## August 2017 Interest Report (and Total Savings at the Bank of Mom)

For over a year, I have been paying J interest at the Bank of Mom.

He started with \$45.00 and earned \$1.35 the first month. (I pay 3% monthly.)

This month, he’s up to \$231.99 and earned \$6.76 in interest.

I print and email him a copy of the statement each month. (He has his own email address and when I send the statement, I add other notes and tips. Hopefully he will read these someday and remember what we talked about.)

Here’s his statement for this month:

## How Much Does Your Vacation Really Cost?

Back in March, we went on a road trip and J calculated how much we spent. I thought it was great for him to be able to see exactly how much a vacation really costs.

So when we went to Virginia Beach a few weeks ago, I wanted to have him calculate the cost again, with a few tweaks.

During the trip, we collected all receipts in a folder. We didn’t attempt to do any worksheets or calculating while we were away! A few days after we got home, we sat down and filled out our new and improved trip log (once all of the EZ Pass transactions posted).

This time, we divided all of our receipts into categories. We ended up with seven groups: gas, tolls, groceries, eating out/snacks, household items and lodging.

He labeled each green box with the category. Then he used a running total approach with the register. This involves:

## The Great Allowance Debate

Allowances. To give or not to give. It’s a hot topic.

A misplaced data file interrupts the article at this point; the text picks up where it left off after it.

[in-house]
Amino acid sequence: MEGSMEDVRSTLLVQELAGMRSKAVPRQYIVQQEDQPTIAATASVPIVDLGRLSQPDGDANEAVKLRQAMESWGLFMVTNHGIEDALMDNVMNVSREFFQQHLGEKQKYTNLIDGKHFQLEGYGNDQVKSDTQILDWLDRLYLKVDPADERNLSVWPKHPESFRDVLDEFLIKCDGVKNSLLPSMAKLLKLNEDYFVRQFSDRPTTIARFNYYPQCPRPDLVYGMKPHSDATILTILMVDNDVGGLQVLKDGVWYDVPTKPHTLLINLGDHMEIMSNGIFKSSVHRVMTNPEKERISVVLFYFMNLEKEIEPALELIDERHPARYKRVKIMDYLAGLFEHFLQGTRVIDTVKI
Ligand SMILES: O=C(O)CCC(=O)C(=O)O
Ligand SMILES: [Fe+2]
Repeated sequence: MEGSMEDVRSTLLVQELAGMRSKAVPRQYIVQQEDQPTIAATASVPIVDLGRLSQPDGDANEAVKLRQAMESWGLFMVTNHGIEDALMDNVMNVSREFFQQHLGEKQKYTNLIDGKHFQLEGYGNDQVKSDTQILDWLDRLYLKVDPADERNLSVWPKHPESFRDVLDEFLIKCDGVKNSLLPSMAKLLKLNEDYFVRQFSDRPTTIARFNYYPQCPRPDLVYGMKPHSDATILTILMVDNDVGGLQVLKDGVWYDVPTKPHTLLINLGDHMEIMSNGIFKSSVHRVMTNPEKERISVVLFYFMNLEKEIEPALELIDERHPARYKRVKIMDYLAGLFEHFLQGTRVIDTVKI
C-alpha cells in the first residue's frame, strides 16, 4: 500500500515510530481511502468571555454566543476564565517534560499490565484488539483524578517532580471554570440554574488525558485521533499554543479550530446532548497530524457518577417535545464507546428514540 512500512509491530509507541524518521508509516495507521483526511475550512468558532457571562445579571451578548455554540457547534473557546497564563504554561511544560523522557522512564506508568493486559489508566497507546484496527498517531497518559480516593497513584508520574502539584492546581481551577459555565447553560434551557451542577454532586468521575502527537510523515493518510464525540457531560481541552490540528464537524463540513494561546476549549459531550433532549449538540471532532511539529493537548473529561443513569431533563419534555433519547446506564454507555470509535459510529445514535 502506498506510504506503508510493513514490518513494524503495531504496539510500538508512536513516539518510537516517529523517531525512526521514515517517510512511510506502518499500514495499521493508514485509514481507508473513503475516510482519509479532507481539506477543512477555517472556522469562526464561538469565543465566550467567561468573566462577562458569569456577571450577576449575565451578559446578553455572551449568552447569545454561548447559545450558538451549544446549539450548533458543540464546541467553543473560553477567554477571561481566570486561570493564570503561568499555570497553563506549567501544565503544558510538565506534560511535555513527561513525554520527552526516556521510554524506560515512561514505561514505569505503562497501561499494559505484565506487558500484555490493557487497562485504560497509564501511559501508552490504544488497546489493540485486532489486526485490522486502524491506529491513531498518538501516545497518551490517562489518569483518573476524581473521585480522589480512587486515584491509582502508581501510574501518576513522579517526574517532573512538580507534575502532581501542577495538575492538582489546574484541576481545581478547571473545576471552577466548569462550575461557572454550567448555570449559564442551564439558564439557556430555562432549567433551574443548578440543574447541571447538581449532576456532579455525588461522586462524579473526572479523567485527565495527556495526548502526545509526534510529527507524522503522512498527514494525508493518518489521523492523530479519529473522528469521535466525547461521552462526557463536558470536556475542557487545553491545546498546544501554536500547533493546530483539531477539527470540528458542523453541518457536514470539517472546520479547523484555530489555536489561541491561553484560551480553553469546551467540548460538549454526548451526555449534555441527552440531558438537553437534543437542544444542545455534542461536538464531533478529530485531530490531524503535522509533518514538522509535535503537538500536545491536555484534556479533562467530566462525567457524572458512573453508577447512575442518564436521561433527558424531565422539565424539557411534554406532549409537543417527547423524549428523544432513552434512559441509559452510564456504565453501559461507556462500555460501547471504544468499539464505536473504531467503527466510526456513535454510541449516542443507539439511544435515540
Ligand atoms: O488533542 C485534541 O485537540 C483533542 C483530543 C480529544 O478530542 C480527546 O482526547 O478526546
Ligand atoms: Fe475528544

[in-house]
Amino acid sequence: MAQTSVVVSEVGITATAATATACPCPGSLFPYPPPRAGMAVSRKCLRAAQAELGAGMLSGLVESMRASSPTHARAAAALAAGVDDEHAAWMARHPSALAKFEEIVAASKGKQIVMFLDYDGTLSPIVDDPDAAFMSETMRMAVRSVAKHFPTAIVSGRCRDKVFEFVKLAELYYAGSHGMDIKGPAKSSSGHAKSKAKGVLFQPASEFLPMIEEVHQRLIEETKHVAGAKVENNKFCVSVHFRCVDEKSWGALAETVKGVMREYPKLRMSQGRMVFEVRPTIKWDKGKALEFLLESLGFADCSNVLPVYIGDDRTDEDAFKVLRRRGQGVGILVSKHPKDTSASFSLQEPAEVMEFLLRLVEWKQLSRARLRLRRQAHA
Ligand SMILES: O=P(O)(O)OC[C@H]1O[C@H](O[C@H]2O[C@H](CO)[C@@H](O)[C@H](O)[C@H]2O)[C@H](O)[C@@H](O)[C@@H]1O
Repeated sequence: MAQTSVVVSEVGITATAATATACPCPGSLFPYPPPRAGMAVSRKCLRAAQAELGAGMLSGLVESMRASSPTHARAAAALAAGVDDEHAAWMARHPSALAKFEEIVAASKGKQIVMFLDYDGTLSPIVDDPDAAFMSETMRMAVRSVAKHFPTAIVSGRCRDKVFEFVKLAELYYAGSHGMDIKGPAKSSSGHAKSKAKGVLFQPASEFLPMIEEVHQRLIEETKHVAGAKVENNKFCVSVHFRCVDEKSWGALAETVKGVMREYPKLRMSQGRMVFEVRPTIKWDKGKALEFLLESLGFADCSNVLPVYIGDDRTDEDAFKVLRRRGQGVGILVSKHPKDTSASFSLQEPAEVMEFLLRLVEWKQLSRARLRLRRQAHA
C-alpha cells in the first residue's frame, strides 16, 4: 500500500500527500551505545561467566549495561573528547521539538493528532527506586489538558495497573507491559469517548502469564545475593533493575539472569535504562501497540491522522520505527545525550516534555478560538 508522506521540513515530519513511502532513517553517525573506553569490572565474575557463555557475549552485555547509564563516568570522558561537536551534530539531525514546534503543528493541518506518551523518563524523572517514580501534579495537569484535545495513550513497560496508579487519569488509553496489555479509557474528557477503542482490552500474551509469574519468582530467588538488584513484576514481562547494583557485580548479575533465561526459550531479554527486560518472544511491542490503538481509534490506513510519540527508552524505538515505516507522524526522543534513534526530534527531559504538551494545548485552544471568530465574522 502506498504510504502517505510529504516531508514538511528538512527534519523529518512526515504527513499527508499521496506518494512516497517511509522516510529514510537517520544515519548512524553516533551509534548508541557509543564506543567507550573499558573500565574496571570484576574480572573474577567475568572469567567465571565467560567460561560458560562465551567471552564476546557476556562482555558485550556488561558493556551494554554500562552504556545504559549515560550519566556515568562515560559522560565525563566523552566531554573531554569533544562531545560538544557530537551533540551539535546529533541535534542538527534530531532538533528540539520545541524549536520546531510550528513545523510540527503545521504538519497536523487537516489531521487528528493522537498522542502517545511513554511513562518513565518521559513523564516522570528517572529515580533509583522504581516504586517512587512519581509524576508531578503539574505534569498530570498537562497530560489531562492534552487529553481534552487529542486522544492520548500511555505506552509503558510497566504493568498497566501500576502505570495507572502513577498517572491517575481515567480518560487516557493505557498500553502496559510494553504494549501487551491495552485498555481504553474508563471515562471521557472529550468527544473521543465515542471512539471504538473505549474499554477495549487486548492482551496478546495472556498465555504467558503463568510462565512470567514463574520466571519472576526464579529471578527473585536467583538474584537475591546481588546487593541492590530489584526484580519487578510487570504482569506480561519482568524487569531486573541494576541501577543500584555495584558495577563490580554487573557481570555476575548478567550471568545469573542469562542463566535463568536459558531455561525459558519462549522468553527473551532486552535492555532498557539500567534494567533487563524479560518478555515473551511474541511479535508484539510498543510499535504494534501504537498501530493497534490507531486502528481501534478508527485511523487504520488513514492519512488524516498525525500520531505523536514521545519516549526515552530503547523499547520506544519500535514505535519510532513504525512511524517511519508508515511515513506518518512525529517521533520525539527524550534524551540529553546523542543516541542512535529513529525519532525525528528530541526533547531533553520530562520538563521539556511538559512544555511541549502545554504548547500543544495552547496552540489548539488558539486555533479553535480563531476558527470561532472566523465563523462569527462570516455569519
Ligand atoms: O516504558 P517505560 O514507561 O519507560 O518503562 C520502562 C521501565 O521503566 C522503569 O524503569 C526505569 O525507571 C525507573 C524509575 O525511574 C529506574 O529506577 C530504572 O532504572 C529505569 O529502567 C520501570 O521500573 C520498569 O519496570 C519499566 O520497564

To put it simply, I think there are three main camps:

• Don’t give it at all. I already feed, clothe and shelter you.
• Give it unconditionally. Here is some money and it is yours.
• Give it conditionally, based on desired actions. Here is money for completing X chores, getting Y grades, etc.

## My Kid Is Not Motivated By Money

At the end of every school year, the teacher sends home a few summer learning packets. There is normally a packet for math and one for reading/language skills.

You’ve probably heard the statistics on summer learning loss — that kids lose at least one month of learning over the summer. I’m in favor of the idea of these packets, but in practice they’ve never worked for us.

We just don’t get around to it. Summer is busy and fun, we’re outdoors trying to soak up every last bit of warm weather and daylight that we can. We’re doing all of the things that we don’t get to do the rest of the year — swim, camp, picnic and hit the local amusement parks.

So this summer, I had a brilliant idea (or so I thought). I had the solution that would motivate J to want to do those worksheets.

If you’ve been around awhile, you know that my focus on National Bank of Mom is 1) teaching my son kick-ass money management skills and 2) fostering good communication between us.

I teach him how to balance his savings, spending and giving accounts, how to plan for a large purchase and how to save at least 10% of his income.

The more I thought about it, though, the more I realized that talk will only get me so far.

If I want to instill these skills in my son, I have to make sure I’m walking the talk. I have to look at my own actions and behavior and ask myself, “Is what I’m doing contradicting what I’m saying?”

Ralph Waldo Emerson said:

“What you do speaks so loud that I cannot hear what you say.”

That couldn’t be more true. So much of what we learn is unspoken. We pick things up from our friends, family and society around us — what’s “normal” and expected. How life works.

To that end, ask yourself the following questions and examine your behavior: